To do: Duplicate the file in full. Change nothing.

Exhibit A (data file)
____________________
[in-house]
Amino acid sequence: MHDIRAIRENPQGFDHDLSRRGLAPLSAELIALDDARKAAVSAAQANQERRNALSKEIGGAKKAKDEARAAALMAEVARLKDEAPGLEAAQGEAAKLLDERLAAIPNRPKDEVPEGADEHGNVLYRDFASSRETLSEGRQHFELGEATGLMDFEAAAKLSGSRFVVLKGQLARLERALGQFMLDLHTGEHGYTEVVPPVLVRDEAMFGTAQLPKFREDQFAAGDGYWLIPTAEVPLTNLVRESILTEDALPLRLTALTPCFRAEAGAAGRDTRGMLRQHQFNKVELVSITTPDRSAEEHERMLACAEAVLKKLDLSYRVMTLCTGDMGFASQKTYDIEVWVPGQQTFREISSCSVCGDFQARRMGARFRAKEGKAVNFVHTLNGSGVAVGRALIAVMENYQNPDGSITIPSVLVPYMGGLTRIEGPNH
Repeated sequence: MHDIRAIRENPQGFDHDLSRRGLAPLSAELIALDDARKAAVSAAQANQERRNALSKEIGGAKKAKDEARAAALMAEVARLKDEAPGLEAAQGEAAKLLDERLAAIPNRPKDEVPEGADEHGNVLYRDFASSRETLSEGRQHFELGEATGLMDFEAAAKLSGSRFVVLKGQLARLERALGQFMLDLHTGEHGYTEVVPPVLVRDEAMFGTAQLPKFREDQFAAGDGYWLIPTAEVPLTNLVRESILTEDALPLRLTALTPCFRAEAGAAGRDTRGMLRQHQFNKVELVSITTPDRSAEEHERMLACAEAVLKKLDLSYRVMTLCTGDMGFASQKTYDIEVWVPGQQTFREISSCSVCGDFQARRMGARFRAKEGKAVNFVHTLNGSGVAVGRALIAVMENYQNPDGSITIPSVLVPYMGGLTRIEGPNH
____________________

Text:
[in-house]
Amino acid sequence: MHDIRAIRENPQGFDHDLSRRGLAPLSAELIALDDARKAAVSAAQANQERRNALSKEIGGAKKAKDEARAAALMAEVARLKDEAPGLEAAQGEAAKLLDERLAAIPNRPKDEVPEGADEHGNVLYRDFASSRETLSEGRQHFELGEATGLMDFEAAAKLSGSRFVVLKGQLARLERALGQFMLDLHTGEHGYTEVVPPVLVRDEAMFGTAQLPKFREDQFAAGDGYWLIPTAEVPLTNLVRESILTEDALPLRLTALTPCFRAEAGAAGRDTRGMLRQHQFNKVELVSITTPDRSAEEHERMLACAEAVLKKLDLSYRVMTLCTGDMGFASQKTYDIEVWVPGQQTFREISSCSVCGDFQARRMGARFRAKEGKAVNFVHTLNGSGVAVGRALIAVMENYQNPDGSITIPSVLVPYMGGLTRIEGPNH
Repeated sequence: MHDIRAIRENPQGFDHDLSRRGLAPLSAELIALDDARKAAVSAAQANQERRNALSKEIGGAKKAKDEARAAALMAEVARLKDEAPGLEAAQGEAAKLLDERLAAIPNRPKDEVPEGADEHGNVLYRDFASSRETLSEGRQHFELGEATGLMDFEAAAKLSGSRFVVLKGQLARLERALGQFMLDLHTGEHGYTEVVPPVLVRDEAMFGTAQLPKFREDQFAAGDGYWLIPTAEVPLTNLVRESILTEDALPLRLTALTPCFRAEAGAAGRDTRGMLRQHQFNKVELVSITTPDRSAEEHERMLACAEAVLKKLDLSYRVMTLCTGDMGFASQKTYDIEVWVPGQQTFREISSCSVCGDFQARRMGARFRAKEGKAVNFVHTLNGSGVAVGRALIAVMENYQNPDGSITIPSVLVPYMGGLTRIEGPNH